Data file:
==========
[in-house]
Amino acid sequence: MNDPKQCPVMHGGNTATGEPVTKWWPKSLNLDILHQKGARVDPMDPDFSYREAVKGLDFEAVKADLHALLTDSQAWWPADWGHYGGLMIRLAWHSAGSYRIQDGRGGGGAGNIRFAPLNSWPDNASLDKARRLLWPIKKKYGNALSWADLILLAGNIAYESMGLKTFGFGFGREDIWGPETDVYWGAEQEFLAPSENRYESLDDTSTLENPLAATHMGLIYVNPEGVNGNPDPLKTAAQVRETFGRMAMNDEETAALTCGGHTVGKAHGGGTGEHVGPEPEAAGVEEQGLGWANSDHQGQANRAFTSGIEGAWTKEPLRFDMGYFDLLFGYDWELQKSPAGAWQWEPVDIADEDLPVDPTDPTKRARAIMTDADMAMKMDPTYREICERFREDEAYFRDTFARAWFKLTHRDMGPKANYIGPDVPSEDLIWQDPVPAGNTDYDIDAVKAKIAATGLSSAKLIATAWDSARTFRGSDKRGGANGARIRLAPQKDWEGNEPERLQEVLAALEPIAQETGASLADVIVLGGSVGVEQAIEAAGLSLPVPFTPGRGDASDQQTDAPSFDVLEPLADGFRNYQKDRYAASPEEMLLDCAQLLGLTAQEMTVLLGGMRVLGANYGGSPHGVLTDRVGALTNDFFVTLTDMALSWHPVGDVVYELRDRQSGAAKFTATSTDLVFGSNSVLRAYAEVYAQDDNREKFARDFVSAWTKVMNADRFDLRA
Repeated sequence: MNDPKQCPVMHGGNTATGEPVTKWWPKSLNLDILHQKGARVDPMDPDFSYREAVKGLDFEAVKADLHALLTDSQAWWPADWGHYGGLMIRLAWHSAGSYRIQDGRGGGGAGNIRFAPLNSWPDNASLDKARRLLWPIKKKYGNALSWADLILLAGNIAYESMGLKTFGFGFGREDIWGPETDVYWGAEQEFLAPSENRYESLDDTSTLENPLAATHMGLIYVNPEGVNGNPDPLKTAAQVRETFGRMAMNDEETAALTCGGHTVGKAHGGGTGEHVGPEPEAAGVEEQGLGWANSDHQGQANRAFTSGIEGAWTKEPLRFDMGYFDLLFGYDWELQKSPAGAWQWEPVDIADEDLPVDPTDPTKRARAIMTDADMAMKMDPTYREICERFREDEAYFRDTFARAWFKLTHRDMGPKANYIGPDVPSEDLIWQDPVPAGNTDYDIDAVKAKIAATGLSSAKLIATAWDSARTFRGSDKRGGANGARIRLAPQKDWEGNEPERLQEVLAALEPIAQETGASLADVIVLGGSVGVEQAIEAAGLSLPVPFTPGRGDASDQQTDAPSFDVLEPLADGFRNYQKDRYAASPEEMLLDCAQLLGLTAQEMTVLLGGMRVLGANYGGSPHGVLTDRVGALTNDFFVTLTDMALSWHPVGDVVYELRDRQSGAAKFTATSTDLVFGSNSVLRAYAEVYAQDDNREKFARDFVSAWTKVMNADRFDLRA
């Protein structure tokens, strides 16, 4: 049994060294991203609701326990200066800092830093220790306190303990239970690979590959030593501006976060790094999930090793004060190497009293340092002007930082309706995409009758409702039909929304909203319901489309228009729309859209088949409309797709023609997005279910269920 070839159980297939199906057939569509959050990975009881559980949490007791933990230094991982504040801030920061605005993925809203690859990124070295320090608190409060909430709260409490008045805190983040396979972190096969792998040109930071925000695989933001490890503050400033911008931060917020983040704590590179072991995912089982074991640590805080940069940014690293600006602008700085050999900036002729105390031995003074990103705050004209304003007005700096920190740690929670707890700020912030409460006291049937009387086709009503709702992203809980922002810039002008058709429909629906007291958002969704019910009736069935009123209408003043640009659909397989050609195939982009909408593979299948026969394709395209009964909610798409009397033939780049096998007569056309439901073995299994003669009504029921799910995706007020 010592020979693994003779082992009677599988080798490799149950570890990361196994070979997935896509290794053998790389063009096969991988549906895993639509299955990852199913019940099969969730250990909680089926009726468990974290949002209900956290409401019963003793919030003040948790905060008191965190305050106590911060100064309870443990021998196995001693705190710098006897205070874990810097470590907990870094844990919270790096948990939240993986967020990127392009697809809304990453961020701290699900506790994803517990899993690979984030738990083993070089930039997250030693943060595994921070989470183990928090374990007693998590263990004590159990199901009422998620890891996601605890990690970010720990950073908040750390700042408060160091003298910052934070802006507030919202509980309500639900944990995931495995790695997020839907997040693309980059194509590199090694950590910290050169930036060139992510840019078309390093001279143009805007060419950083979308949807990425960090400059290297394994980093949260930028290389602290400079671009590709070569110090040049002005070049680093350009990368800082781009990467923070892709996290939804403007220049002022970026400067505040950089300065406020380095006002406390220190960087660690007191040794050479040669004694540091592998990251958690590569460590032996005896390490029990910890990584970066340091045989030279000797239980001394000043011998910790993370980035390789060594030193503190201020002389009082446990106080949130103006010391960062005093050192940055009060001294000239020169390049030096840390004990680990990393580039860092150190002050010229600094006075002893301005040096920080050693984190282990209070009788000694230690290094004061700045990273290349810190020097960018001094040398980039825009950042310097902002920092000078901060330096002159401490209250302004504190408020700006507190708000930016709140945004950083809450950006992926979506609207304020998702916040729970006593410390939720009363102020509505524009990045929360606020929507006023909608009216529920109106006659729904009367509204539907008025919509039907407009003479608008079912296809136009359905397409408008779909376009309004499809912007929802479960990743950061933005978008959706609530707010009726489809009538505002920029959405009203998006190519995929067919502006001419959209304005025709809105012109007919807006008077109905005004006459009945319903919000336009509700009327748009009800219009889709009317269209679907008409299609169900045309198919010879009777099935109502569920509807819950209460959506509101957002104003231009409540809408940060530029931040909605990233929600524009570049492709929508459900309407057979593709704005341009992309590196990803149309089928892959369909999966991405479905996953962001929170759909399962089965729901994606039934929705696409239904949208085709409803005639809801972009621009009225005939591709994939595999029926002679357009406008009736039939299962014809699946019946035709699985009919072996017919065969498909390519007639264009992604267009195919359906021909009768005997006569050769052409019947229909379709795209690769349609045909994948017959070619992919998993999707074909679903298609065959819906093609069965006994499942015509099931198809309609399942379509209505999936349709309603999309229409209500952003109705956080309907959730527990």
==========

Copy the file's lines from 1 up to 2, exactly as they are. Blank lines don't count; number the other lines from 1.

[in-house]
Amino acid sequence: MNDPKQCPVMHGGNTATGEPVTKWWPKSLNLDILHQKGARVDPMDPDFSYREAVKGLDFEAVKADLHALLTDSQAWWPADWGHYGGLMIRLAWHSAGSYRIQDGRGGGGAGNIRFAPLNSWPDNASLDKARRLLWPIKKKYGNALSWADLILLAGNIAYESMGLKTFGFGFGREDIWGPETDVYWGAEQEFLAPSENRYESLDDTSTLENPLAATHMGLIYVNPEGVNGNPDPLKTAAQVRETFGRMAMNDEETAALTCGGHTVGKAHGGGTGEHVGPEPEAAGVEEQGLGWANSDHQGQANRAFTSGIEGAWTKEPLRFDMGYFDLLFGYDWELQKSPAGAWQWEPVDIADEDLPVDPTDPTKRARAIMTDADMAMKMDPTYREICERFREDEAYFRDTFARAWFKLTHRDMGPKANYIGPDVPSEDLIWQDPVPAGNTDYDIDAVKAKIAATGLSSAKLIATAWDSARTFRGSDKRGGANGARIRLAPQKDWEGNEPERLQEVLAALEPIAQETGASLADVIVLGGSVGVEQAIEAAGLSLPVPFTPGRGDASDQQTDAPSFDVLEPLADGFRNYQKDRYAASPEEMLLDCAQLLGLTAQEMTVLLGGMRVLGANYGGSPHGVLTDRVGALTNDFFVTLTDMALSWHPVGDVVYELRDRQSGAAKFTATSTDLVFGSNSVLRAYAEVYAQDDNREKFARDFVSAWTKVMNADRFDLRA